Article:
The new year is when people make all sorts of commitments to better themselves financially. However, if you’ve set your sights too high and come up short time and again, it can be difficult to consider realistic goals. Nevertheless, here are five financial resolutions anyone can keep.
Evaluate Your Financial Health
Do you know your net worth? That’s the amount of your assets minus liabilities. Once you calculate this figure, you’ll have a clear picture of where you stand and how to outline achievable & realistic resolutions. It’ll also provide insight into monetary shortcomings and where you can make improvements.
With free online & mobile banking from America First, you can link all your accounts to see your net worth and track progress. Another simple step is determining your credit score, giving you an understanding of your borrowing power and how to change for the better. Review your FICO® Score when you log in to online banking. Set up calendar reminders to check it quarterly.
Specifically Spend Less
Spending less by itself is too general. Pick something specific to cut back on. Maybe you can brew your morning coffee at home instead of grabbing one on the way to work. Or perhaps you could designate two times a week as leftover days, using the food you have instead of eating out. After all, little cuts like these can turn into big savings.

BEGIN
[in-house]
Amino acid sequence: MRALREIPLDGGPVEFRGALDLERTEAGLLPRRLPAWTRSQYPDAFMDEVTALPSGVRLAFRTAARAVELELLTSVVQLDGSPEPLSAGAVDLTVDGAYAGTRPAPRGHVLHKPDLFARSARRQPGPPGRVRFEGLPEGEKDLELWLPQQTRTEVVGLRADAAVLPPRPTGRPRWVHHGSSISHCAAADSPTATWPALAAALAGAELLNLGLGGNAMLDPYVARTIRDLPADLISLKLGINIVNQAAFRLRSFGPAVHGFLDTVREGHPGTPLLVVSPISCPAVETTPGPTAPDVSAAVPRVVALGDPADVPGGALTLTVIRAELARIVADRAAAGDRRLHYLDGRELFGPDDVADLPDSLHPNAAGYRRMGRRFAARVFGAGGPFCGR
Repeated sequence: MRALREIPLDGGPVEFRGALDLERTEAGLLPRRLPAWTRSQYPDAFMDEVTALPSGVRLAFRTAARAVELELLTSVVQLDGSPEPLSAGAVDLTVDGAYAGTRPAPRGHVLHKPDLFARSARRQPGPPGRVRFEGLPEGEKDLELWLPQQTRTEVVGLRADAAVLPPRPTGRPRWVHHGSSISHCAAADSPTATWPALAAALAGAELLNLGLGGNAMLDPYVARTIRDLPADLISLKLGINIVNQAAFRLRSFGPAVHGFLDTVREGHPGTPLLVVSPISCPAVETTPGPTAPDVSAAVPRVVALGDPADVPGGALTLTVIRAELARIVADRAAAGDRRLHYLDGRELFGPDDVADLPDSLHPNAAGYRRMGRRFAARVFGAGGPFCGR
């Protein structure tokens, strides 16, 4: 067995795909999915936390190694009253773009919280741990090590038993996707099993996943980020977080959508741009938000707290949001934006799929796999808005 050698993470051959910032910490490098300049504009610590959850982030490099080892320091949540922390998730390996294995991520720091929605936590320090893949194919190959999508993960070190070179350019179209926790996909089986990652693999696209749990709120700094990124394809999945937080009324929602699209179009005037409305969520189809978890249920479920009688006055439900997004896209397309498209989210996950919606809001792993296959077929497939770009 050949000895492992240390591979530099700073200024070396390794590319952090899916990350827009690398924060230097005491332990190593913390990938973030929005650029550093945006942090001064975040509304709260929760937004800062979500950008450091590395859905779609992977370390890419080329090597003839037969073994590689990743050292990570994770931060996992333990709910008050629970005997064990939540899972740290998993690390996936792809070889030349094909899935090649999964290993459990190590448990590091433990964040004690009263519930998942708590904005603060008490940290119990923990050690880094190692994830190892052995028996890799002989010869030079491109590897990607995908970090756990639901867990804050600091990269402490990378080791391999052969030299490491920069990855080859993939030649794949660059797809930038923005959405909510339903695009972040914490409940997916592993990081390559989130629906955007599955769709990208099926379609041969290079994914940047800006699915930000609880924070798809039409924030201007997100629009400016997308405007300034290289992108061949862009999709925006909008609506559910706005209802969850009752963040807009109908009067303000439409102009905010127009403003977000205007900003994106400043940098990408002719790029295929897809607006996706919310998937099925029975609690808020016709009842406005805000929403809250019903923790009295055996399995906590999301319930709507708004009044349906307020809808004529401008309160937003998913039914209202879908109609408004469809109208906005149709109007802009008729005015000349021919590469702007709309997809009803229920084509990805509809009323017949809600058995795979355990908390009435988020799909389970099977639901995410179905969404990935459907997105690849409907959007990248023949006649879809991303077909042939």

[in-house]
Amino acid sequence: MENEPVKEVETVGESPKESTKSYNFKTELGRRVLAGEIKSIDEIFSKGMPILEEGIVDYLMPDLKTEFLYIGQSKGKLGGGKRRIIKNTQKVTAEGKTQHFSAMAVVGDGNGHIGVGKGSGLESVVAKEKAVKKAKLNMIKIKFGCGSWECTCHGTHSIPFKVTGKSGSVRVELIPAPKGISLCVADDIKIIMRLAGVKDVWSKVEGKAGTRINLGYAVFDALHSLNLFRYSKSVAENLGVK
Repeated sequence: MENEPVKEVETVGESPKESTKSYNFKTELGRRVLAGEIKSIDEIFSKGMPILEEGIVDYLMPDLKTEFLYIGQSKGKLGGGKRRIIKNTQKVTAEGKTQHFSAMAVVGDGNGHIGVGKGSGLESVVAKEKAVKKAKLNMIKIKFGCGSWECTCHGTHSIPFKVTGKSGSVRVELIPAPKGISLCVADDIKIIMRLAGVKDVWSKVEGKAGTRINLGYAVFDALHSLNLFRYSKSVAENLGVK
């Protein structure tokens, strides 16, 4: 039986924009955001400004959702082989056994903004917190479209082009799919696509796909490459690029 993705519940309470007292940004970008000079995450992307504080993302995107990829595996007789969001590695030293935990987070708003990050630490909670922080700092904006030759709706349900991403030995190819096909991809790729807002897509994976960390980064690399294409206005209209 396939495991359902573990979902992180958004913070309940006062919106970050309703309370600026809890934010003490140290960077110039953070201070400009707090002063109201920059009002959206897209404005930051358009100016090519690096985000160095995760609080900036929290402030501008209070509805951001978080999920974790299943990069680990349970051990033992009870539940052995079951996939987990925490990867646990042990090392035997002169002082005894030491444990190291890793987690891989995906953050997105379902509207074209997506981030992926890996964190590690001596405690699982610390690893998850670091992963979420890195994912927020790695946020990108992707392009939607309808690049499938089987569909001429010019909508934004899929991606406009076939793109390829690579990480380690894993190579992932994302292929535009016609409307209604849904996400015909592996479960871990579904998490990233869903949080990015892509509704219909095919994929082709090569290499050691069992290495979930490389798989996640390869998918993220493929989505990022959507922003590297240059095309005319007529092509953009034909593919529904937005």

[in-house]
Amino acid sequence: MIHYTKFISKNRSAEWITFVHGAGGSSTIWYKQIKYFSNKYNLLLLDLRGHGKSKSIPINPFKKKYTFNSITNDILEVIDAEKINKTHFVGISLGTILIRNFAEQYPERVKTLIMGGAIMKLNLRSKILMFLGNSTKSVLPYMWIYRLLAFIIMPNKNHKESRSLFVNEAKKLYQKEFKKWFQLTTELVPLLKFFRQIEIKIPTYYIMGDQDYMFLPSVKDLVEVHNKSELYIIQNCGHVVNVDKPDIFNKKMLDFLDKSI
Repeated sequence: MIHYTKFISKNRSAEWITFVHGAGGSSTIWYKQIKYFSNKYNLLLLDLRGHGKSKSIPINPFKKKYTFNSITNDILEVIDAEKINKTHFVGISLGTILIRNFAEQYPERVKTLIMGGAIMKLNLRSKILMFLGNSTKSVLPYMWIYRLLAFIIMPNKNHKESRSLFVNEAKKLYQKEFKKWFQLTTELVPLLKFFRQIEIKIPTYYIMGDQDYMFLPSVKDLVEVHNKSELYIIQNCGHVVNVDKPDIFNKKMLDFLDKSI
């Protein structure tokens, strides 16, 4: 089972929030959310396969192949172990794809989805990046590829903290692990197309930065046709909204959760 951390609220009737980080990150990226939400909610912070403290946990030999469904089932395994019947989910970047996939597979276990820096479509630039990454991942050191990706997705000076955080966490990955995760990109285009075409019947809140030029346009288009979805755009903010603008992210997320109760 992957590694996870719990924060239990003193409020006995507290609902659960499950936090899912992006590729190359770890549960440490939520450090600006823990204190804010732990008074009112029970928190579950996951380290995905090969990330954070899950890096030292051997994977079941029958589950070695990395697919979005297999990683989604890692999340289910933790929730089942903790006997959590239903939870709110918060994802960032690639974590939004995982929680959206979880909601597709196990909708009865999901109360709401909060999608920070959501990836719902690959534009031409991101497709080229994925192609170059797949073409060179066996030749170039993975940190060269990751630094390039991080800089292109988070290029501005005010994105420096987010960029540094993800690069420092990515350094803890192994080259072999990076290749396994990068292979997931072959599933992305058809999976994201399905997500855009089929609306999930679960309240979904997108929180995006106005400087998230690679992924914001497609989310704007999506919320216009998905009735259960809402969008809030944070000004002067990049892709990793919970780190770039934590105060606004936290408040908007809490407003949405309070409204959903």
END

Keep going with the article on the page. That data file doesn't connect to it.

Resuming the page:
Start a Saving Habit
Speaking of saving, commit to putting a specified amount away every month; it doesn’t have to be much. Determine a specific time for deposits, such as every payday, so you don’t forget and develop this healthy habit. You could also open dedicated savings at America First, which automatically transfers the money for you. Or, if you don’t have a retirement fund yet, you can start an IRA and plan for the future.
Don’t just say you want to pay off debt this year. Make it a goal to get your credit card down to a zero balance each month, for example, or resolve to put $50 extra toward your car payment. Removing a debt that’s hanging over your head is one of the most rewarding feelings you can have.
Rewards are a big motivator, but they’re not just for significant milestones. Instead of waiting until your house is paid off, celebrate when your mortgage is under $100,000. Incentives also shouldn’t set you back financially, like blowing emergency cash on a fancy dinner. Be smart when you treat yourself for a job well done.